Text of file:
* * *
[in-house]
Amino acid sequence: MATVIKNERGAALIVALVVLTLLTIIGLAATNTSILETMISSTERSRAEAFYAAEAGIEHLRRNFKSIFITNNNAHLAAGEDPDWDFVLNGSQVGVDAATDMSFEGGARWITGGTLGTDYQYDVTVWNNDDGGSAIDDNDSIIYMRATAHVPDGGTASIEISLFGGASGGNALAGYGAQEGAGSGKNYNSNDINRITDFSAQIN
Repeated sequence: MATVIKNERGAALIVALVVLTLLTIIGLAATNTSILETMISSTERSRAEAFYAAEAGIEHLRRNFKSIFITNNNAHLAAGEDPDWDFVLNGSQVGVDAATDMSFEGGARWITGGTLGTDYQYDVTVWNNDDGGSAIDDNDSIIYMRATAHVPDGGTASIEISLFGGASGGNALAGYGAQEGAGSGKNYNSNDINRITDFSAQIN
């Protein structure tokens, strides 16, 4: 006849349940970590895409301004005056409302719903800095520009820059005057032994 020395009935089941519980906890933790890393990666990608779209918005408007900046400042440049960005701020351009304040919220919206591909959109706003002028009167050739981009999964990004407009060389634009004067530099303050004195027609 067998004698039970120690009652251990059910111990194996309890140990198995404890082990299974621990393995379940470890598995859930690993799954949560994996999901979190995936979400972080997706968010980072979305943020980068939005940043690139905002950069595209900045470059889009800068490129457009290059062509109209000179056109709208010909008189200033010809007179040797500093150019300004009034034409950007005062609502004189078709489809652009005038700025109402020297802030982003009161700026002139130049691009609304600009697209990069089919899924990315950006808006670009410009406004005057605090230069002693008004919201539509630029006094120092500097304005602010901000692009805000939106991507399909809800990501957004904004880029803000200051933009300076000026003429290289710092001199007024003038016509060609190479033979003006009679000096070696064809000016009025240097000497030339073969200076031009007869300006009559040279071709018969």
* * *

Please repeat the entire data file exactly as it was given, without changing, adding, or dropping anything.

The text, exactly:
[in-house]
Amino acid sequence: MATVIKNERGAALIVALVVLTLLTIIGLAATNTSILETMISSTERSRAEAFYAAEAGIEHLRRNFKSIFITNNNAHLAAGEDPDWDFVLNGSQVGVDAATDMSFEGGARWITGGTLGTDYQYDVTVWNNDDGGSAIDDNDSIIYMRATAHVPDGGTASIEISLFGGASGGNALAGYGAQEGAGSGKNYNSNDINRITDFSAQIN
Repeated sequence: MATVIKNERGAALIVALVVLTLLTIIGLAATNTSILETMISSTERSRAEAFYAAEAGIEHLRRNFKSIFITNNNAHLAAGEDPDWDFVLNGSQVGVDAATDMSFEGGARWITGGTLGTDYQYDVTVWNNDDGGSAIDDNDSIIYMRATAHVPDGGTASIEISLFGGASGGNALAGYGAQEGAGSGKNYNSNDINRITDFSAQIN
């Protein structure tokens, strides 16, 4: 006849349940970590895409301004005056409302719903800095520009820059005057032994 020395009935089941519980906890933790890393990666990608779209918005408007900046400042440049960005701020351009304040919220919206591909959109706003002028009167050739981009999964990004407009060389634009004067530099303050004195027609 067998004698039970120690009652251990059910111990194996309890140990198995404890082990299974621990393995379940470890598995859930690993799954949560994996999901979190995936979400972080997706968010980072979305943020980068939005940043690139905002950069595209900045470059889009800068490129457009290059062509109209000179056109709208010909008189200033010809007179040797500093150019300004009034034409950007005062609502004189078709489809652009005038700025109402020297802030982003009161700026002139130049691009609304600009697209990069089919899924990315950006808006670009410009406004005057605090230069002693008004919201539509630029006094120092500097304005602010901000692009805000939106991507399909809800990501957004904004880029803000200051933009300076000026003429290289710092001199007024003038016509060609190479033979003006009679000096070696064809000016009025240097000497030339073969200076031009007869300006009559040279071709018969």